In an age like ours, when so many of our jobs — and lives — exist on screens, it’s hard to imagine entire livelihoods and histories being swept away by a storm. Of course, this is less difficult for farmers to imagine. It is, in fact, a tremendously real and pressing reality that, sadly, many of them face. Just ask Christine Davis, the youngest member of the family behind Davis Peach Farm, who lost thousands of trees in a recent wind storm.
“I’m going to start crying,” says Davis, not long after we start talking. “It’s just devastating. We’re still recovering from Irene and Sandy. We were destroyed in Irene — more so than in Sandy — and now, with this past wind storm, we’ve lost thousands of trees and simply don’t have the funds to replace them.”
Trees have never been a problem for the Davis family. They planted their first peach trees in 1910, and they’ve been thriving ever since. Today, they grow 80 varieties of peaches, 50 varieties of plums, 30 varieties of nectarines and 20 varieties of apples. Or they did — before the storm.
“This is our last year, if we don’t raise the funds,” says Davis, pausing for a moment to observe the terribleness of that possible reality: of a Wading River without Davis Peach Farm, and of a family—six members of which are children—without a source of income.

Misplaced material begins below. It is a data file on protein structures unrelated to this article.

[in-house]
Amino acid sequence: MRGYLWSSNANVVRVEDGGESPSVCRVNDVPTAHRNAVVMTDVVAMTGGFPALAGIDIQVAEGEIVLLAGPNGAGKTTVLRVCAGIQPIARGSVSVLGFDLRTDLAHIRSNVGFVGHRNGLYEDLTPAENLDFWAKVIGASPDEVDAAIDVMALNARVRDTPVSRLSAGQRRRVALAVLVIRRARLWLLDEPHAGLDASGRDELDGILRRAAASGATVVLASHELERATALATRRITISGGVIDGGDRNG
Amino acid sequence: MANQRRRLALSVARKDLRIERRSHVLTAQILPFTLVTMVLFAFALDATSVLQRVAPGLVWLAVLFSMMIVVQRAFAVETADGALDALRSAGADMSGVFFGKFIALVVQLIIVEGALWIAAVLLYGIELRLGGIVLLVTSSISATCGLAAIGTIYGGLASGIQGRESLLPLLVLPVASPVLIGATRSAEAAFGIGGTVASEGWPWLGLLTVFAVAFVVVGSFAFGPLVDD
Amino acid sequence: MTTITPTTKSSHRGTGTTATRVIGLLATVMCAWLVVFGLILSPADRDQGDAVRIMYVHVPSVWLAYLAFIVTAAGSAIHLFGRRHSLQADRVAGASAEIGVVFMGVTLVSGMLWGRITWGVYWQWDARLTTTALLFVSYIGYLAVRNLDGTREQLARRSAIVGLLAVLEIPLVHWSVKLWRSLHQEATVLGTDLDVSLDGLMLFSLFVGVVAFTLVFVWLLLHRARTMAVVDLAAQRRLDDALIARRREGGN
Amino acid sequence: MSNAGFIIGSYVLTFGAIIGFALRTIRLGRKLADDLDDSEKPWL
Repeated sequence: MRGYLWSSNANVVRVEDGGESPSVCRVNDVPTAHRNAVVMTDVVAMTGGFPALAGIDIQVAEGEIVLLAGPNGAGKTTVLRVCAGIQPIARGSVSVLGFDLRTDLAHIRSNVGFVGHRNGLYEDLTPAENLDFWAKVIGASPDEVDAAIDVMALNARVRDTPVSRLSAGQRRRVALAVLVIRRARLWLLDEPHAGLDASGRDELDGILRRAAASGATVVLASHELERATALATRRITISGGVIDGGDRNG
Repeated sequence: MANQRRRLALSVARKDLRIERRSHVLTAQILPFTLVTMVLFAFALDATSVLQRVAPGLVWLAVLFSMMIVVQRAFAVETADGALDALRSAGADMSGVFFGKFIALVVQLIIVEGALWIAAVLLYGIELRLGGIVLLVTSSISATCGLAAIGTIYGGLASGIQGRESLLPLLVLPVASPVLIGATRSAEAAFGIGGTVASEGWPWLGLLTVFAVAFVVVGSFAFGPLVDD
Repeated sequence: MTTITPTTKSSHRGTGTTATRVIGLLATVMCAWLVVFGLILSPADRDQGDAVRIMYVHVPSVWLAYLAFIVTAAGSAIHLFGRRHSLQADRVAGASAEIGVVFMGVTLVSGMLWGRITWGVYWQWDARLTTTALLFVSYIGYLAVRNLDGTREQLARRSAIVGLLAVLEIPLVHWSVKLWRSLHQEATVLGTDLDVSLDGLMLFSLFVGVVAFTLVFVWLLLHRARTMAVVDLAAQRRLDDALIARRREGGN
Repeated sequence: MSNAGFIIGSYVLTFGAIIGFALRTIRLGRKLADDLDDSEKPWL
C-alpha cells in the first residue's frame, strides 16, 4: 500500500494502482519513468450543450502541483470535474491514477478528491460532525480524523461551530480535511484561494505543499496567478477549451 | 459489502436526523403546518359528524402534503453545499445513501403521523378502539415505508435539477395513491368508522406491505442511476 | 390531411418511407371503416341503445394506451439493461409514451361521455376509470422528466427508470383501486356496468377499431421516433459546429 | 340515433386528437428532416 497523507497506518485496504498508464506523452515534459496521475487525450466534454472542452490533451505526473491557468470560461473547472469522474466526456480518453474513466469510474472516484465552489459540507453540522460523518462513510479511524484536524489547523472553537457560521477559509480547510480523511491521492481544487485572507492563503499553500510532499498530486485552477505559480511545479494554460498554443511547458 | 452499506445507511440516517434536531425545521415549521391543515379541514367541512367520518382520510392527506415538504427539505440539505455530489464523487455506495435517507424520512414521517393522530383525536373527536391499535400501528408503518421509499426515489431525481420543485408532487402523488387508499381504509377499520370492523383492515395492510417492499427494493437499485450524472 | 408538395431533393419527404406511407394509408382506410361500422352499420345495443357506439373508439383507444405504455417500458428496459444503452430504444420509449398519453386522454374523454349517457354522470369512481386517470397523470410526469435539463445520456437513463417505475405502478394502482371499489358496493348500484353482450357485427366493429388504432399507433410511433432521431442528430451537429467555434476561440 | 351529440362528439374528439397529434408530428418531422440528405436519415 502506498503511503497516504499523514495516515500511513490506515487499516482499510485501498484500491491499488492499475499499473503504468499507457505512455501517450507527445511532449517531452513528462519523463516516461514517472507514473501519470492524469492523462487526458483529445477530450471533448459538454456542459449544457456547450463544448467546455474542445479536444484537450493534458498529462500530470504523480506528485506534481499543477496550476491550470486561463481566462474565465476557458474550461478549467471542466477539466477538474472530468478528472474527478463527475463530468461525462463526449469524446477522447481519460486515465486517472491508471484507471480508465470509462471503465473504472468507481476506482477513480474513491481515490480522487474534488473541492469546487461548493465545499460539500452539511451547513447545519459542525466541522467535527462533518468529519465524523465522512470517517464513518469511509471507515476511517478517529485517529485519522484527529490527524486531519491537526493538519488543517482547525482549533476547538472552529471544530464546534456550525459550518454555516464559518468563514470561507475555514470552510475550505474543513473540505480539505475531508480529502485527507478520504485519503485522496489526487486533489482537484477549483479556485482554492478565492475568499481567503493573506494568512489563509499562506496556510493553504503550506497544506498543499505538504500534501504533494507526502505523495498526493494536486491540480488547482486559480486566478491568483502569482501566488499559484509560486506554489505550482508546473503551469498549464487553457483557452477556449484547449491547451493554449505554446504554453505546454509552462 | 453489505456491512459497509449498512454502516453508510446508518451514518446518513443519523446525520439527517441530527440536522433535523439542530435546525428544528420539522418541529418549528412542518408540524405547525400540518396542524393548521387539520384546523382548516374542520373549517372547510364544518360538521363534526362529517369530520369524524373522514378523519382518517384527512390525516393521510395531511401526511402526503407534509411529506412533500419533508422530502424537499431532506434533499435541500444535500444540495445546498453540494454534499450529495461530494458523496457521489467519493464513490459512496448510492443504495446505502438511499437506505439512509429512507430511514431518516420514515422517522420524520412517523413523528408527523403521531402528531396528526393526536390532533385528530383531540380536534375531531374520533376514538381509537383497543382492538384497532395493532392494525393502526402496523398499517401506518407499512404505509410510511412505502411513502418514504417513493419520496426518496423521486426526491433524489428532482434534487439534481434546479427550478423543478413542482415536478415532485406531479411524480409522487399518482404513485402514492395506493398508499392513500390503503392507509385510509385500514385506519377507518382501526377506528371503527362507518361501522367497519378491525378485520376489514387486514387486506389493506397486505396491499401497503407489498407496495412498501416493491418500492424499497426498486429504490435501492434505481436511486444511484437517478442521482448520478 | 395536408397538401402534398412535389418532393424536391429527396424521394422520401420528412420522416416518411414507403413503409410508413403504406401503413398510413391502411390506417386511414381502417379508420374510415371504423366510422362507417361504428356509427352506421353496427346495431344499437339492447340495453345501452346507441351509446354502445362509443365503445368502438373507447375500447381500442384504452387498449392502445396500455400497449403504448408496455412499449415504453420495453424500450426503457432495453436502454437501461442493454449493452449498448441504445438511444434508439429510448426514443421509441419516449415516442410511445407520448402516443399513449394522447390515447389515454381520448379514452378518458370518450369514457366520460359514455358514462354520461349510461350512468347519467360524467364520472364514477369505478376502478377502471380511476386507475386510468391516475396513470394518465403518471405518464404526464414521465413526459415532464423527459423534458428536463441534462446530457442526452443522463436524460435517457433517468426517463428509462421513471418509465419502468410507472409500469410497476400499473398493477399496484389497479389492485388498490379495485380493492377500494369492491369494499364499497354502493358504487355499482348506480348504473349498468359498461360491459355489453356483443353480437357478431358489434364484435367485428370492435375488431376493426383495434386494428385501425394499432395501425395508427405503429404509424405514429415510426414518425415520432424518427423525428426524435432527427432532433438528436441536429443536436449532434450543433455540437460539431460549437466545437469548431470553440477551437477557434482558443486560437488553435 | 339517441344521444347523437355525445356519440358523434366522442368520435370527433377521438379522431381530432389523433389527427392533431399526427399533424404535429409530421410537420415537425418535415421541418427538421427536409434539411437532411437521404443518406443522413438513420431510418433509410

Of course, money — unlike peaches — does not grow on trees. So where does Davis hope to find the $150,000 she estimates she’ll need to restore Davis Peach Farm to health?
“A customer suggested we start a gofundme campaign just to continue,” she says. “Because we’re out more than just the trees. We were also closed for ten days after the storm, so on top of damages, we also lost a significant amount of revenue. I’m a really good farmer, but not the best computer-person, so I’m mostly just hoping I did it all right.”
She did — and you can donate to the Save Davis Peach Farm campaign right here.